In the run-up to the 2015 election, David Cameron pledged to require public sector employers and larger companies to give staff up to three days a year to do voluntary work. Since then, the Government has been muted on the subject.
Nonetheless, the Prime Minister’s commitment was emblematic of an increasing focus on volunteering across society. This is set to intensify in the face of protracted austerity and with an ever growing number of businesses using volunteering to bolster their philanthropic credentials. Added this, London is the 2016 European Volunteering Capital, although most of its denizens are no doubt unaware of the fact.
But why do people give time to causes and how do they personally benefit? Well, if you ask volunteers themselves you tend to find that they are primarily motivated by an urge to give back to the community and meet new people. Many also see volunteering as a way of developing new skills and enhancing their career prospects.
So far, so predictable. There are, however, other equally significant benefits for volunteers, many of which go largely un-communicated. Perhaps most significantly, by giving time to volunteer we enhance our own sense of well-being. There is plenty of evidence to support this, not least a fourteen-year study of some 22,000 German adults which found a ‘sizable positive relationship between volunteering and life satisfaction. People who never volunteer report, on average, the lowest scores of life satisfaction’ Researchers at the London School of Economics established a similar relationship between volunteering and measures of happiness from a large data set of American adults.
So, in essence, giving back makes us feel good. And, paradoxically, recent research also indicates that volunteering time makes us feel like we have more time. Wharton professor Cassie Mogilner wrote in the Harvard Business Review that her research found those who volunteer their time feel more time-rich. She concluded that this is because volunteering makes people feel more productive, so by giving even a small amount of time to someone else they feel they can do more in the time they have and accomplish more in the future. This is similar to other research showing that people who donate to charity feel wealthier.
When you consider all of these benefits, it’s perhaps surprising that fewer than one third of us in the UK actually get round to volunteering with any regularity. So what’s stopping us all from getting involved and creating a virtuous circle whereby volunteering makes us feel happier, and this happiness prompts us to do more volunteering and to encourage others to do likewise?Perhaps the most fundamental barrier to volunteering is a lack of time - or at least a perceived lack of time - and the associated fear that if you do volunteer you’re making an open-ended commitment. Allied to this, many people simply don’t know what sort of volunteering opportunities are available or how to get involved.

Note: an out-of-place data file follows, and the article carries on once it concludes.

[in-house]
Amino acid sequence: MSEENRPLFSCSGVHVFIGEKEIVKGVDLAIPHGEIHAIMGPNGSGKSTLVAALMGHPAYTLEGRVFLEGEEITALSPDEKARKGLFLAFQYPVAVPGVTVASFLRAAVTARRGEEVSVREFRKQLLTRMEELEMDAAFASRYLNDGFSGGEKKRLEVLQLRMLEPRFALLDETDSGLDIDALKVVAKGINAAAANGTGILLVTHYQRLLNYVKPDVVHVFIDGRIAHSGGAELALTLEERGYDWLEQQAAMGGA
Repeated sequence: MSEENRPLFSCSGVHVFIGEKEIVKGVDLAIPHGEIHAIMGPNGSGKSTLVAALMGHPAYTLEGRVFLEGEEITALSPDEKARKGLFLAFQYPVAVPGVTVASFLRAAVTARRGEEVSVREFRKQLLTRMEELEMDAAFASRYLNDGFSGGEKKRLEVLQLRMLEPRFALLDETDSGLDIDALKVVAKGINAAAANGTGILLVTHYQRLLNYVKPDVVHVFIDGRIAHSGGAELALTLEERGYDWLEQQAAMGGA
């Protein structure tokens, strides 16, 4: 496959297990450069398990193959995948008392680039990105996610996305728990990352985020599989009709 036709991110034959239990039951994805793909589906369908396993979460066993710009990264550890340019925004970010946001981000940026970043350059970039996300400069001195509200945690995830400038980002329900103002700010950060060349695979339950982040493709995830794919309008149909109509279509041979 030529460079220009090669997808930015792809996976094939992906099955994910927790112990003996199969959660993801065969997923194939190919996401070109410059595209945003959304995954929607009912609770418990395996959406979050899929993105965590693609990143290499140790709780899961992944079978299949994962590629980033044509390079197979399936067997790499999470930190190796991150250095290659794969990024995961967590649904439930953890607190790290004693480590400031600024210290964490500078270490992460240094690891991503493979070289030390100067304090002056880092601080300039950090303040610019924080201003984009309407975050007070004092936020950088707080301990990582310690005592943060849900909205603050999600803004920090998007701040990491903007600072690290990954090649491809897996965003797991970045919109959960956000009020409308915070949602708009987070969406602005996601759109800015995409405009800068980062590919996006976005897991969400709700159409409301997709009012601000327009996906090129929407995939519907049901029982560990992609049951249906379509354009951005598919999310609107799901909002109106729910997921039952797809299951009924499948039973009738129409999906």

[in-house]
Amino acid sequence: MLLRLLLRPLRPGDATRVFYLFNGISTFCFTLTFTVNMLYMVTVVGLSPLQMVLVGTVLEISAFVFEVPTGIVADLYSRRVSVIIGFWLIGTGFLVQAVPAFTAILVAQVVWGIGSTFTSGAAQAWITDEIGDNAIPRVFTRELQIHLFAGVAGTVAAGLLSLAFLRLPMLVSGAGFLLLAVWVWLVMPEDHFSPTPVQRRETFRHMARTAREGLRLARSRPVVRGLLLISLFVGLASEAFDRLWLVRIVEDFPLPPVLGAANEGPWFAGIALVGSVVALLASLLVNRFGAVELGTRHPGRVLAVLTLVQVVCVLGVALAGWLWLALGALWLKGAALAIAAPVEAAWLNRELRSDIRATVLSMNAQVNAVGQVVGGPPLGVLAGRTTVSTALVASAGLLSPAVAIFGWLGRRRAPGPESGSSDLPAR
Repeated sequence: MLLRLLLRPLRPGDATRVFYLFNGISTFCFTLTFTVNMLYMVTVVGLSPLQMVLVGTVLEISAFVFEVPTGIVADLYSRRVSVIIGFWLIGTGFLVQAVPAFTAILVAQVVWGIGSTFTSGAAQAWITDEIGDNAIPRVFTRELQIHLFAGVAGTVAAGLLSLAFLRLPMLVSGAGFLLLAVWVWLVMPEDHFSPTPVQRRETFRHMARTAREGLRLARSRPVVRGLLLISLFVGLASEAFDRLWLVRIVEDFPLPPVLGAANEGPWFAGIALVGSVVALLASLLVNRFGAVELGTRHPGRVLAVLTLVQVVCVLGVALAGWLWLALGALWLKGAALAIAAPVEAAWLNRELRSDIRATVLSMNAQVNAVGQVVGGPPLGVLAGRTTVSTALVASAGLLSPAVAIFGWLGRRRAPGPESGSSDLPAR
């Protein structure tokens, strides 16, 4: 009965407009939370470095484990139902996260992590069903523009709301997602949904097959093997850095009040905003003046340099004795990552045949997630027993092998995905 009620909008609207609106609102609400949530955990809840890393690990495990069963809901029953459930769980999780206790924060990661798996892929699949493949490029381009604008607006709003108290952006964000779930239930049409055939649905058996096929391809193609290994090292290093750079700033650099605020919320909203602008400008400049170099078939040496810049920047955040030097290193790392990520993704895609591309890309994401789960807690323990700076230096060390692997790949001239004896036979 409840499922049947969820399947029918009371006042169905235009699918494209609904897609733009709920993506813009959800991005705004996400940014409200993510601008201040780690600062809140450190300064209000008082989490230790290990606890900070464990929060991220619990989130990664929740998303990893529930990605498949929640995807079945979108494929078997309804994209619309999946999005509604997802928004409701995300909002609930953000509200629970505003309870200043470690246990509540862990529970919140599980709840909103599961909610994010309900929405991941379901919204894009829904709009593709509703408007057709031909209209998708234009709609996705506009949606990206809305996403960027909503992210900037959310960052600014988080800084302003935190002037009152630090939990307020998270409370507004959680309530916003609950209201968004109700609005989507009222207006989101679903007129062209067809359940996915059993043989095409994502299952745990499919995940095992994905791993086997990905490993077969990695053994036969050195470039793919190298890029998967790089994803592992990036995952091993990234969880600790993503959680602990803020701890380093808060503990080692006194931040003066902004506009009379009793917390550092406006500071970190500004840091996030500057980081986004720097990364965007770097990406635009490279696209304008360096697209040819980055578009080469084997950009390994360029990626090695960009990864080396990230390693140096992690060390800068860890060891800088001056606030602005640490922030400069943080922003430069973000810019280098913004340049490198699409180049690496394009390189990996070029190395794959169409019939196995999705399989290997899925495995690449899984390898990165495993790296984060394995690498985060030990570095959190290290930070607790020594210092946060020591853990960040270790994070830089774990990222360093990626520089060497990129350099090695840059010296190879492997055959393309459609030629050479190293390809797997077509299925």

This is where the nation’s leading digital volunteering service, Do-it.org, comes in. Someone applies to volunteer every 40 seconds on Do-it at peak times. Users can search by postcode from a vast selection of volunteering opportunities offered by 45,000 charities and non-profits.
Vivi, a research company that also sits squarely at the intersection of volunteering and technology, is therefore delighted to announce a new partnership with Do-it. Vivi enables people to raise money for causes they care about by completing online surveys. People will be able to register with Vivi from the Do-it platform and micro-volunteer for their chosen charity, raising money for it by completing surveys.
Volunteering is set to further embrace digital technology in the coming years, offering people the chance not only to find opportunities online, but also contribute their time through their mobile devices and in small, easily manageable bursts. Do-it.org and Vivi are now at the forefront of this evolution.
Jamie Ward-Smith, Chief Executive at Do-it Trust, the charity behind the Do-it.org platform, said: ‘We use the internet for everything now, from booking taxis to finding places to stay abroad – there’s no reason volunteering should be the exception. We know many people are time poor but still keen to help out. This partnership will offer them the ability to give back through bite sized chunks of online volunteering.’
Julian Misell, Director of Vivi Research, said: ‘In Partnership with Do-it.org we aim to make it interesting and easy for people to give back by sharing their opinions. It’s also key that we help maximize the impact of a person’s time. That’s why if you complete a typical Vivi survey - which can usually be done on a mobile phone - you’ll raise between 50p and £2 for a charity.’
 Is Volunteering Rewarding in Itself? Stephan Meier Alois Stutzer, University of Zurich (2004)
 Borgonovi, Francesca (2008) Doing well by doing good. The relationship between formal volunteering and self-reported health and happiness